There are plenty of times we just don’t want to keep God’s rules. I know when I was in 8th grade I was about done with the rules by the time we graduated. I was tired of school and homework. I had enough of my teachers. It was time to move on, and I loudly sang along with Alice Cooper’s summer anthem, “No more pencils No more books No more teacher's dirty looks Out for summer Out till fall We might not go back at all School's out forever School’s out for summer!” (Alice Cooper, Michael Bruce, School’s Out, 1972).

We get tired of the rules at home. It gets old having to do the chores every night—doing the dishes; carrying out the garbage; vacuuming; mowing the lawn; watering the flowers? Who wants to do all of that?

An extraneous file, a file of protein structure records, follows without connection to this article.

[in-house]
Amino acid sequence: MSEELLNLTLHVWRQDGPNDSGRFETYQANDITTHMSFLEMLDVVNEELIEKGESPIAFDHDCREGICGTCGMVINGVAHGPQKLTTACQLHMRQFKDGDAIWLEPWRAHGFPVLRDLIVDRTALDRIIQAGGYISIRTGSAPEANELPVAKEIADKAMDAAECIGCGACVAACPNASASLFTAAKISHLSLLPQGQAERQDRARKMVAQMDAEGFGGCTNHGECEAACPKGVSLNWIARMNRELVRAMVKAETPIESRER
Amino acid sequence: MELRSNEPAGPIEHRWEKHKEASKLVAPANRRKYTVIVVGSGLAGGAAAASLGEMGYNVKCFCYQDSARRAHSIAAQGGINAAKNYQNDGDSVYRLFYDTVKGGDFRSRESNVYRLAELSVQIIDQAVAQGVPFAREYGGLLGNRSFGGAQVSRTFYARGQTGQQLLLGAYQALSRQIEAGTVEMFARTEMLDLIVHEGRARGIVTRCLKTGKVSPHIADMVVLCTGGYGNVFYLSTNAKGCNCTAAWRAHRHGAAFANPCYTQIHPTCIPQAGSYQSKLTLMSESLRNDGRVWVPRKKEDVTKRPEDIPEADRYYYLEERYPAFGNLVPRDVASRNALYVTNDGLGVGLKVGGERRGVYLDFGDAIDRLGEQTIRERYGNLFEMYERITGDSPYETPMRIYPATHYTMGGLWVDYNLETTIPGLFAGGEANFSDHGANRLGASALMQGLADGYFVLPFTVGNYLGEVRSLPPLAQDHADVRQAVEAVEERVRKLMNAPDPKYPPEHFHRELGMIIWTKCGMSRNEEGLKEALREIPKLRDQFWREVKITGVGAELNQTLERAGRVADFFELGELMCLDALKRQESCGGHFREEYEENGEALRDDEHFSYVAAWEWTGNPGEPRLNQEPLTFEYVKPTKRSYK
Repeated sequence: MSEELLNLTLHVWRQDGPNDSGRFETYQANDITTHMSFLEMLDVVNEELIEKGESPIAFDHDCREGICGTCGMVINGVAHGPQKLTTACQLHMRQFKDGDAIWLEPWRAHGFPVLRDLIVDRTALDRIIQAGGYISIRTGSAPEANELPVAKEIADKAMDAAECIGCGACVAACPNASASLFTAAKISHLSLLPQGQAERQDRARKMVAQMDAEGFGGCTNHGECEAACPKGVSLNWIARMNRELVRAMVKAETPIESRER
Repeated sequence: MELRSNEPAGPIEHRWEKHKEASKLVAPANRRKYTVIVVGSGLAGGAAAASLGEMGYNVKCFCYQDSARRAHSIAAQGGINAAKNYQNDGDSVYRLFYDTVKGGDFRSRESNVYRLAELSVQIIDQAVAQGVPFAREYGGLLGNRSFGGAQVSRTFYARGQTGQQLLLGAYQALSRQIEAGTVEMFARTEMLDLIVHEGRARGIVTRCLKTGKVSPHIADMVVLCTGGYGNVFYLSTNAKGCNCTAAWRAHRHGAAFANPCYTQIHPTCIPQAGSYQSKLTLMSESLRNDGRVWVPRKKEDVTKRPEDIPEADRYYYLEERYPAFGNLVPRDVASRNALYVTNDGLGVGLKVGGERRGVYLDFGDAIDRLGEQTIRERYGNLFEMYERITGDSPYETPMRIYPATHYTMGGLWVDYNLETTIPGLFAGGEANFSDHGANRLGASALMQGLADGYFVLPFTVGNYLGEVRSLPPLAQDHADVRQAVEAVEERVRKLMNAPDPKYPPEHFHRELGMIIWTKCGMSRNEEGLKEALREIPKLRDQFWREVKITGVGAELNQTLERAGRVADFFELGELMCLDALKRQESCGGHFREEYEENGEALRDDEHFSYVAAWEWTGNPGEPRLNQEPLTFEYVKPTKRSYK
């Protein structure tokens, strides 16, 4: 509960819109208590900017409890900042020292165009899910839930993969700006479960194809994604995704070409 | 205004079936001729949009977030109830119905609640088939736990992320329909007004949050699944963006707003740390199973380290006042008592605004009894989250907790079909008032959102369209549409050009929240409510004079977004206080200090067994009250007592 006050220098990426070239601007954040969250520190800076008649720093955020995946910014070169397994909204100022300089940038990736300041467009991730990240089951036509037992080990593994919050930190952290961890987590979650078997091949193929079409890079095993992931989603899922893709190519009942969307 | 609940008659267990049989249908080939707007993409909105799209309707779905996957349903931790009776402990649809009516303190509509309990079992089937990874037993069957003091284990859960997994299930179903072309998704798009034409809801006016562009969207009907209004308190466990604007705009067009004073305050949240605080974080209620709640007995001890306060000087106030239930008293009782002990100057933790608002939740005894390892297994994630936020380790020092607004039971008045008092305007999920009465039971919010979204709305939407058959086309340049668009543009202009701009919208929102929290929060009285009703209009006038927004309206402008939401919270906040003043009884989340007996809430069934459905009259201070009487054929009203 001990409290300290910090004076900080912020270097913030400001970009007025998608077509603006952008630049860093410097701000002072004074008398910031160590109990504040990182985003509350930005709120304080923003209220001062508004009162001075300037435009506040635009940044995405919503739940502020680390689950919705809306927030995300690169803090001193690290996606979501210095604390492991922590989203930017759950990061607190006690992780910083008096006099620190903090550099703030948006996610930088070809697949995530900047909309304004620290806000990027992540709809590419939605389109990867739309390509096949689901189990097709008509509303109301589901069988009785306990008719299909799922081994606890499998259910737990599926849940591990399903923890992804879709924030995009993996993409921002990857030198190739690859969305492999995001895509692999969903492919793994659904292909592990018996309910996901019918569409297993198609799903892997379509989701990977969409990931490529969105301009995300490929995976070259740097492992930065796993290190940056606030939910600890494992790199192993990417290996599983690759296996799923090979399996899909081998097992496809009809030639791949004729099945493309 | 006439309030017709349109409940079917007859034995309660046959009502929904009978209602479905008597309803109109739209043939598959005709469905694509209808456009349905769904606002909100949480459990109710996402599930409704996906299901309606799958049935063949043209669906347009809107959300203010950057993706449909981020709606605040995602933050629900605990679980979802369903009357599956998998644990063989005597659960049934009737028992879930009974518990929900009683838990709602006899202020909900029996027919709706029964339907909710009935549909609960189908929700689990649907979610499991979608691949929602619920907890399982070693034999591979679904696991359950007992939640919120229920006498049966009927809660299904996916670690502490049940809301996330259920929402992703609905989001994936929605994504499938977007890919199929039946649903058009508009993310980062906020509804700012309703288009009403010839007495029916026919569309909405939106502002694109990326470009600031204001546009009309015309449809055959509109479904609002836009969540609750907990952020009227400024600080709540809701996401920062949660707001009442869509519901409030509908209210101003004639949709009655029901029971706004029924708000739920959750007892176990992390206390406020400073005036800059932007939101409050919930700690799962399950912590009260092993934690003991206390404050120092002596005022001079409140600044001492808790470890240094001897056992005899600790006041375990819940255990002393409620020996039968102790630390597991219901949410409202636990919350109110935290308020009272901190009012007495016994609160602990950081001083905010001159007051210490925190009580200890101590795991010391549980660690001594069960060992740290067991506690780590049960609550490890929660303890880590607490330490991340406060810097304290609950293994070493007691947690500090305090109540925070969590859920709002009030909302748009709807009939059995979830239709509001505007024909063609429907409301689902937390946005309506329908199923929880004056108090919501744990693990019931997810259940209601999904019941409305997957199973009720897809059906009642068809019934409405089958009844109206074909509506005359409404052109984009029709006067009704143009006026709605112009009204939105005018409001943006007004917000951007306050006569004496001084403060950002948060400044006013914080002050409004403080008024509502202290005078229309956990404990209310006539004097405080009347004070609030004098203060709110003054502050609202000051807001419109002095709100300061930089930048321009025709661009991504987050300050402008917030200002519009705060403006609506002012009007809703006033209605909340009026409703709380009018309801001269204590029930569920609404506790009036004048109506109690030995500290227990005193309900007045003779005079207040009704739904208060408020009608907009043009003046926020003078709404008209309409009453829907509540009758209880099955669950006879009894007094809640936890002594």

We get tired of the rules at work. Every day it’s the same thing. We punch in, we do our daily tasks, we have to deal with fellow workers, we have to listen to the boss and follow instructions. It’s the same old thing day in and day out. We really want to tell the boss what to do with our jobs, but that would break the rules too!

I think what we’re most tired of is failure. We fail at keeping God’s rules no matter how hard we try because we can’t be perfect. We will never be perfect! It’s exhausting. It’s frustrating. What good does it do anyway? Even Solomon had to say, “So I hated life, because the work that is done under the sun was grievous to me. All of it is meaningless, a chasing after the wind” (Ecclesiastes 2:17 NIV). So, if we follow the Pharisees’ philosophy, we’re keeping all the rules and gaining nothing. If we follow Jesus, we look like a bunch of rule breakers. What should we do?